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Obituary: Robert Ford (1923 - 2013) PDF Print E-mail
[27 September 2013] Robert Ford, Vice President of Tibet Society and former Council Member, died at the age of 90 on 20 September 2013. His connection with Tibet was unique - he happened to be in a remote spot in Tibet at a time of dramatic events - and no one can experience again what Robert experienced.

Robert Ford in 2008Known affectionately by Tibetans as Phodo Kusho (Honourable Gentleman Ford), Robert Ford
(pictured right in 2008) was the only British citizen to serve as an employee of the independent Tibetan government in the 1940s. He worked as a radio operator and was assigned the task of setting up Tibets first broadcasting station. When appointed he knew very little about Tibet except that it promised adventure. He certainly got more adventure than he bargained for!

In October 1950, the Chinese invaded Tibet and within days Robert was captured in Chamdo, near the border with China
(pictured right). The Peoples Liberation Army was rabidly triumphalist, having recently defeated the Nationalist forces under Chiang Kai-Shek who withdrew to Formosa/Taiwan. Robert was everything the Chinese communists wanted - a westerner, an imperialist (so they thought), a spy - everything they needed to justify their invasion of Tibet which was ostensibly to rid Tibet of American and British imperialism.

Captured in 1950Robert was paraded in public, subjected to intense interrogation, isolation and brain-washing - one of the earliest examples of this technique which was only just becoming familiar to the West. To terrify him more they accused him of having murdered Geda Lama - a Living Buddha who was actually a Chinese spy and stooge. He was the only European to suffer capture and imprisonment by the Chinese for his unswerving loyalty to Tibet. A loyalty and affection that was recognised and appreciated by Tibetans throughout his life.

Captured in TibetWhen released from gaol in Chungking in 1955, he joined the British Diplomatic Service and in 1957 wrote about his extraordinary experience in
Captured in Tibet. This was re-published in 1958 as Wind Between the Worlds. However, as a servant of HMG he was unable to comment on sensitive political matters such as the situation in Tibet, but when he retired from the diplomatic service in 1983 he openly and proudly supported the Tibetan cause. He became a Council Member of Tibet Society, the worlds first Tibet support group, where he brought great experience and wisdom to the meetings.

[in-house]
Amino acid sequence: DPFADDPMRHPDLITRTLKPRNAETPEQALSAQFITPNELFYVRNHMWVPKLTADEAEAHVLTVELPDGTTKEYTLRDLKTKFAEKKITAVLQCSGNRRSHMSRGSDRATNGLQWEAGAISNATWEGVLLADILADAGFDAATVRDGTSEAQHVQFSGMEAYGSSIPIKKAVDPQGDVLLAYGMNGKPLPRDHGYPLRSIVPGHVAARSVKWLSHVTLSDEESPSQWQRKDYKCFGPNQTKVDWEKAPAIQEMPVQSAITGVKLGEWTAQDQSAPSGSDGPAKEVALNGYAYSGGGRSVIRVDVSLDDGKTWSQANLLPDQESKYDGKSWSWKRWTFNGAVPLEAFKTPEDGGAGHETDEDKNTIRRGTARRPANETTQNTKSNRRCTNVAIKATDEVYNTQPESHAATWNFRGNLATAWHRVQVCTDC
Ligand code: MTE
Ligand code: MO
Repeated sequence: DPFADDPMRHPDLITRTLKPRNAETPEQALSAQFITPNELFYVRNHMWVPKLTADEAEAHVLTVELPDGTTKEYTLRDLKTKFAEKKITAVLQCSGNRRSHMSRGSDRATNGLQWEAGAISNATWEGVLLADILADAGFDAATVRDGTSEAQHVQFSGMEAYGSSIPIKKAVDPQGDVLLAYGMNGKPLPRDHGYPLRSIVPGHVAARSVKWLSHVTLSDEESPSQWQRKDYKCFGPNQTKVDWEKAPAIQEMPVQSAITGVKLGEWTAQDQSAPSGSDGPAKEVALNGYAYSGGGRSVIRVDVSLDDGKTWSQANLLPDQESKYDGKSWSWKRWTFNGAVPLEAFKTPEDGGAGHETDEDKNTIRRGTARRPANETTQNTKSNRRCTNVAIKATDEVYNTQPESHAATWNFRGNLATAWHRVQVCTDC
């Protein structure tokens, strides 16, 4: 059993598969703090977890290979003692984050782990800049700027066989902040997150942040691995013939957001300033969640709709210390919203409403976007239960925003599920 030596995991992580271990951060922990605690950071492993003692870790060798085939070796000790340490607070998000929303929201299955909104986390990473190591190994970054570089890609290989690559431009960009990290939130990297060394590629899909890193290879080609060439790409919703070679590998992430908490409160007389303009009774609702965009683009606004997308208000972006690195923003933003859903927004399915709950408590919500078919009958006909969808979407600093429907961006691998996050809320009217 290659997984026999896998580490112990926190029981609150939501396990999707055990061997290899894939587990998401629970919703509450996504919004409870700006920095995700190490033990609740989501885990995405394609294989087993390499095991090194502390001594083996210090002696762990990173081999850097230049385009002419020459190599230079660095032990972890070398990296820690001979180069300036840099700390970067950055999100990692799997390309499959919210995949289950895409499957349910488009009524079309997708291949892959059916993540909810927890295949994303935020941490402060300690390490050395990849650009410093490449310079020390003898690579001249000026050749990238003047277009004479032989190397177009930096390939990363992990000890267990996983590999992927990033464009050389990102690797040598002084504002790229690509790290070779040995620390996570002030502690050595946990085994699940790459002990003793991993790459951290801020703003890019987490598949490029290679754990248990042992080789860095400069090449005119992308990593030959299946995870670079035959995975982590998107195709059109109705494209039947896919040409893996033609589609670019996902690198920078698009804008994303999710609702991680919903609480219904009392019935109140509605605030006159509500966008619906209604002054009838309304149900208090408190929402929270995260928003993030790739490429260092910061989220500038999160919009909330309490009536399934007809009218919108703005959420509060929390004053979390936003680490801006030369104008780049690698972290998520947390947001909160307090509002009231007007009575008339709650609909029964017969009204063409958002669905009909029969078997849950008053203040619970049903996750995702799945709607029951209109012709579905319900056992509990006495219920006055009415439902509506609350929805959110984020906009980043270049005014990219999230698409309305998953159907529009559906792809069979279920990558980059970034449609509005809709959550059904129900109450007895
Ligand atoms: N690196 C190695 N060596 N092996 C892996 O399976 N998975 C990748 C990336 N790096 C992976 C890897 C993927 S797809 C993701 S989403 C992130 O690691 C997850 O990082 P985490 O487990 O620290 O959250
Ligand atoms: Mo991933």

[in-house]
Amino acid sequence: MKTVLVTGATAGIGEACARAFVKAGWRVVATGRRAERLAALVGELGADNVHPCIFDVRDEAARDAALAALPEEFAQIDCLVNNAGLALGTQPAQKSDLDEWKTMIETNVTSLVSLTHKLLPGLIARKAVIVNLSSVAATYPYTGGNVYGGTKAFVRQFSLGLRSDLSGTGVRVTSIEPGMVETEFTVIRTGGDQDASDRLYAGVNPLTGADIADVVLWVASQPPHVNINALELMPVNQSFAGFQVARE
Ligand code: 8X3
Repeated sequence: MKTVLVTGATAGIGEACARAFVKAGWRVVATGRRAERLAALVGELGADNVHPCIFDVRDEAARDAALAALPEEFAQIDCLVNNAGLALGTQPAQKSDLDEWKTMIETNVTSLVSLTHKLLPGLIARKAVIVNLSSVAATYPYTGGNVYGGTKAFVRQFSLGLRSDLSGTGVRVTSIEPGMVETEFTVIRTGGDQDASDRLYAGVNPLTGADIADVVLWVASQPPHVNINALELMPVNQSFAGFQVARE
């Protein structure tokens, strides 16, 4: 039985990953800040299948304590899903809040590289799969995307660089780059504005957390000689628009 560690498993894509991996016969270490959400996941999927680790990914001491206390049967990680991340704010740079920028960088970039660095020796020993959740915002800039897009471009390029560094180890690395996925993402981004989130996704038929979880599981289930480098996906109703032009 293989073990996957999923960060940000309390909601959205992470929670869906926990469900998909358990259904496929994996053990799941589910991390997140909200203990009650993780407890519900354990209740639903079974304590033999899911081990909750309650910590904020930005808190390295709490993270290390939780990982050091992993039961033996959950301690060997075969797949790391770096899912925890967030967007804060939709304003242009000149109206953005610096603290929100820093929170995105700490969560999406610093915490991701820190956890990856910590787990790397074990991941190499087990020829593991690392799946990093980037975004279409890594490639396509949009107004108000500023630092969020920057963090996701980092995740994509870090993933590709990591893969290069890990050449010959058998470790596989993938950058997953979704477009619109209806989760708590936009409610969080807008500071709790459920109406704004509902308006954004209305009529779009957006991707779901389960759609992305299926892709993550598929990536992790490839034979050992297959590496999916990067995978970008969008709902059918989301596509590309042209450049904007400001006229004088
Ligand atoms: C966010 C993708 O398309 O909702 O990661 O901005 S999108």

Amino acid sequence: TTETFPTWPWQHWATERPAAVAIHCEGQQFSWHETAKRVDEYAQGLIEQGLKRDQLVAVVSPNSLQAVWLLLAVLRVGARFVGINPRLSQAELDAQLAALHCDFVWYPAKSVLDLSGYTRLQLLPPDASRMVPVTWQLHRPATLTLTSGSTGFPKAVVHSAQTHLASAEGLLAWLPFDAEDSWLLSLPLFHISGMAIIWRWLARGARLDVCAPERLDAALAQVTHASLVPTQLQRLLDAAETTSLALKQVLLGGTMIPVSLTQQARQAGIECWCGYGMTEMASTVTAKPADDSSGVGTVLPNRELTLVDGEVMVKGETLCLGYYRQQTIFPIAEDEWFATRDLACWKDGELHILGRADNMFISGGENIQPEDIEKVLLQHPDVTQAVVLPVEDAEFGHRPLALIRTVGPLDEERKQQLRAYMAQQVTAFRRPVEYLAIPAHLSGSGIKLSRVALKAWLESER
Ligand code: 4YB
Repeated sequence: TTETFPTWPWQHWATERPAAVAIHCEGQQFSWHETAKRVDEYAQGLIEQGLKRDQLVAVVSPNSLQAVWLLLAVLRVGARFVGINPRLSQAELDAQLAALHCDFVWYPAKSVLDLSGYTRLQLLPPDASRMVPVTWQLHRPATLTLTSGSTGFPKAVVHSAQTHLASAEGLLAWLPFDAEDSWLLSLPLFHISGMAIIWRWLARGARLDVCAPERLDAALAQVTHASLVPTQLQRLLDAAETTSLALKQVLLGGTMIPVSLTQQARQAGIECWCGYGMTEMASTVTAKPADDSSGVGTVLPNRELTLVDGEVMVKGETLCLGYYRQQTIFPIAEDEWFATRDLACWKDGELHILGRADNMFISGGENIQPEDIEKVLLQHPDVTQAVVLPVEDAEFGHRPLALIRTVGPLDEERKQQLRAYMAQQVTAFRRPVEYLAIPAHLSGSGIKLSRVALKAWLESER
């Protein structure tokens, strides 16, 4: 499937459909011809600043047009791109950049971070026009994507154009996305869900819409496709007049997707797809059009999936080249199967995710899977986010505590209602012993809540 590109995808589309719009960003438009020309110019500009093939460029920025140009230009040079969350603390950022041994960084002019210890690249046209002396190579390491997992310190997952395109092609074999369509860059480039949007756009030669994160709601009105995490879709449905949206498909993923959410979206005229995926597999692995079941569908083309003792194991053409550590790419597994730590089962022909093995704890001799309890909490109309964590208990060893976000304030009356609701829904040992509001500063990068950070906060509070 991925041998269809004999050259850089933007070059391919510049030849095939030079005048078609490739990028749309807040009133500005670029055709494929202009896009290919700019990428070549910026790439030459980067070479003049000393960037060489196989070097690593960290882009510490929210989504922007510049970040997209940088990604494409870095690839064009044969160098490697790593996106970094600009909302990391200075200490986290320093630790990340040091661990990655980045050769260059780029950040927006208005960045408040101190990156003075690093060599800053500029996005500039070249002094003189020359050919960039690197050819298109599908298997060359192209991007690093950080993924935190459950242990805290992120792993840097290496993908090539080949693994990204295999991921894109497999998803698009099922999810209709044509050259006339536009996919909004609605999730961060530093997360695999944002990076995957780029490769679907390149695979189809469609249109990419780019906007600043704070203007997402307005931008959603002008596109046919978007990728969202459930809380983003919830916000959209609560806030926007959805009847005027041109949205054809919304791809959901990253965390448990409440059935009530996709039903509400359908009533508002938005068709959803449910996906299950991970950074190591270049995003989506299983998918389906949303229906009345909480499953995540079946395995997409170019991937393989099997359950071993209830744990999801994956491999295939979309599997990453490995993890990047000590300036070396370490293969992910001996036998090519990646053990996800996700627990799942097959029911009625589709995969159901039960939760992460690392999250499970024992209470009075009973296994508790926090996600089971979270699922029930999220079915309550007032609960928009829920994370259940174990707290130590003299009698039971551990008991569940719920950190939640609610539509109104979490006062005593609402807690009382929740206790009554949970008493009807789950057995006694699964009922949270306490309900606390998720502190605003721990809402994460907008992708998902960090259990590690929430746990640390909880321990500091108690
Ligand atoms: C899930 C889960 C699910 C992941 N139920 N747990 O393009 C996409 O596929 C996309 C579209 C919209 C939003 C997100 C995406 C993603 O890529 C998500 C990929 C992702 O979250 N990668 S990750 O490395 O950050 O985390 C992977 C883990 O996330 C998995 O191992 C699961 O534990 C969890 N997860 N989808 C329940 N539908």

In honour of his loyalty to Tibet, in March 2013, the Tibetan Community in the UK put on a special celebration for his 90th birthday at Tibet House in London. The Dalai Lamas Representative, Thubten Samdup, presented Robert with the last of his Tibetan salary (which because he was captured he never received) - a 100 srang note of Tibetan currency. Robert was deeply touched and moved by this occasion.

Light of Truth Award 2013In April 2013, he was presented with the Light of Truth Award by His Holiness the Dalai Lama in Switzerland (pictured right). In his acceptance speech on receiving the award, Robert said, I am a member of a rather exclusive club of Westerners who have the privilege and good fortune to see, know and witness a free Tibet before 1950. I spent some of the happiest days of my life in Tibet. The Tibet that I found when I first went there in 1945 was vastly different to the Tibet of today. It was an independent country with its own government, its own language, culture, customs and way of life To me as an outsider, the most remarkable feature of Tibetans was their devotion to their religion and their unswerving support for His Holiness the Dalai Lama. Another striking feature was their remarkable self-reliance both in the material and the spiritual sense. Tibet valued its self-imposed isolation and independence. Its simple wish was to be left alone to run its own affairs in the way that it thought best.

Born in Staffordshire in 1923, he married his childhood friend, Monica Tebbett and had two sons, Giles and Martin. He was awarded a CBE for his diplomatic service in 1982 and continued to travel widely, giving lectures on many aspects of Tibetan and Chinese affairs to audiences in Europe, the United States and Australia. He remained physically active throughout his life. He enjoyed walking, skiing and dancing (even teaching the Tibetans in Lhasa how to do the samba!).

In his 90th year he said, One of the advantages of living a long life like me is that you witness some extraordinary changes, some of which earlier in your life you would never imagine could have happened. This gives me great hope and I wish with all my heart that we will once again see a return to a free Tibet.

Robert Ford (Phodo Kushu) was indeed an honourable gentleman, blessed with a fine intellect, a deep knowledge and love of Tibet, a sparkling dry wit and was a wonderful inspiration to many. He will be much missed and our thoughts at this time go out to his sons, Giles and Martin and their families.

A selection of obituaries from external sources:
CTA I ICTBBC I Telegraph I Economist I SCMP

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